Because Muntons’ plant uses a combination of both anaerobic and aerobic processes, under current UK Environment Agency rules, the resulting combined sludge cannot be certified as meeting the UK standards for compost and digestate. These standards, known as PAS110, provide a guarantee to users that the finished product meets certain quality parameters that make it exempt from further waste legislation, and can be applied to fields as a fertilizer. However, the Muntons’ process includes a pasteurization step and the resulting material is treated in accordance with the requirements of the PAS110 standard for anaerobic digestate, based on conventional Hazard Analysis Critical Control Points (HACCP) principles. This helps to assure local farmers that the final biofertilizer contains no ergot (a fungal disease of rye and other cereals) or plant pathogen contaminants.
Muntons plans to install a smaller anaerobic digester tank to ensure all of its sludge is treated anaerobically before final pasteurization and centrifugation. This satisfies both PAS110 and End of Waste requirements and will allow the nutrient-rich fertilizer to be sold back to farmers growing cereals. “We want our biofertilizer to compete in the agricultural market with the likes of PAS110 digestate and other biosolids that have undergone pasteurization,” explains Muntons’ environmental manager “Even though we are considered low risk and all our feedstock is from traceable, food grade grains, we felt that pasteurizing our material was the best way to help us get End of Waste Certification.”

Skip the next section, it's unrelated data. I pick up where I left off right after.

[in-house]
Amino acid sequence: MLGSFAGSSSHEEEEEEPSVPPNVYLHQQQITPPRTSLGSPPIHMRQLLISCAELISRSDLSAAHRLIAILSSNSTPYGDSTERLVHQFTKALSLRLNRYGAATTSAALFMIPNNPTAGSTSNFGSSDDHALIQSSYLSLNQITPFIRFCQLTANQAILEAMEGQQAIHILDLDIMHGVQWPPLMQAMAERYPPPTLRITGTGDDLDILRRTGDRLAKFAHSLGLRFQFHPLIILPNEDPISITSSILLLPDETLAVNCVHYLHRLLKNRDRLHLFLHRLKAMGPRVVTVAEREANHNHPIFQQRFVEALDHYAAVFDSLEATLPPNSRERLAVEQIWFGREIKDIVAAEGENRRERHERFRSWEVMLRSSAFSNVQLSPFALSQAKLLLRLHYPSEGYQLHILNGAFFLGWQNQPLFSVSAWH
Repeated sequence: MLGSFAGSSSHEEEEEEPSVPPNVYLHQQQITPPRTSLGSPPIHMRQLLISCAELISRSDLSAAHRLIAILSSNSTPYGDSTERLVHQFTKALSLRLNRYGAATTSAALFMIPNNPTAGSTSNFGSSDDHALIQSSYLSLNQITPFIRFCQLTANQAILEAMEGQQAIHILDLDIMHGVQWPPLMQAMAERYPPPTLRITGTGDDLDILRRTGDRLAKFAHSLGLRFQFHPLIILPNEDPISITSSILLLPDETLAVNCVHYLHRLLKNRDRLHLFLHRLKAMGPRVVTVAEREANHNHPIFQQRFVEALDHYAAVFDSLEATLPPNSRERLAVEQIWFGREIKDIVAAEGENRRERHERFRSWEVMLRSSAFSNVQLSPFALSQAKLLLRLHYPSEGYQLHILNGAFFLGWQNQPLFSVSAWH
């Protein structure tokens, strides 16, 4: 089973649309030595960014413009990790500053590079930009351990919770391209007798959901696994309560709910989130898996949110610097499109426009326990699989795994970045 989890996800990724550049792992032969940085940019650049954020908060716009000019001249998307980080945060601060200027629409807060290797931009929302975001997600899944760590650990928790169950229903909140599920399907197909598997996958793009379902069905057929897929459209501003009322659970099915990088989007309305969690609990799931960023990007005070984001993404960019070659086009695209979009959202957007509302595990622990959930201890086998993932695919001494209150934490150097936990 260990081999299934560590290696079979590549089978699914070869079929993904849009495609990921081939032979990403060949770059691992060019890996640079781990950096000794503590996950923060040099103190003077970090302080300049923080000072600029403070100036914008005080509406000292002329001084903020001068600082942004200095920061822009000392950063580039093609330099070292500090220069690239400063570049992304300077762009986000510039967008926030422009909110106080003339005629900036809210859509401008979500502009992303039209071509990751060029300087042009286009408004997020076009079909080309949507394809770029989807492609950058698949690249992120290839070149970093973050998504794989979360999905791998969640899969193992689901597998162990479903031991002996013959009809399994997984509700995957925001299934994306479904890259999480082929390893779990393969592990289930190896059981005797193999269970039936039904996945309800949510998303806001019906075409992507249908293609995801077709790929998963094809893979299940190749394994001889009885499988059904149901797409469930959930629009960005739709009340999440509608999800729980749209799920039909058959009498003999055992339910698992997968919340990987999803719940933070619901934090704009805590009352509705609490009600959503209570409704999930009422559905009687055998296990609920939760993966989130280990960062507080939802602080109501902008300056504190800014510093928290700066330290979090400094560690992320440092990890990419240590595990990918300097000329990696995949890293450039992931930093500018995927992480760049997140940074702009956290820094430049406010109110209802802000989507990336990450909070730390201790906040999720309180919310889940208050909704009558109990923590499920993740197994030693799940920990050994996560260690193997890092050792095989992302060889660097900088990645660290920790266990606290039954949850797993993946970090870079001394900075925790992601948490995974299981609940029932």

The more than $3.5 million in savings as a result of installing the AD and pasteurization systems are split approximately equally between disposal costs and energy purchase. Muntons’ production plant is able to run at full capacity continually without the need for external waste disposal. “For Muntons, this whole project has been about maximizing efficiency,” explains Matt Hale, International Sales and Marketing Director at HRS. “Although they have an abundance of heat, they still wanted to recapture what they could and our heat exchangers provide 40 percent heat regeneration.”
Based in the United Kingdom, Richard Crowhurst is a freelance writer specializing in renewable energy, environmental and agricultural topics.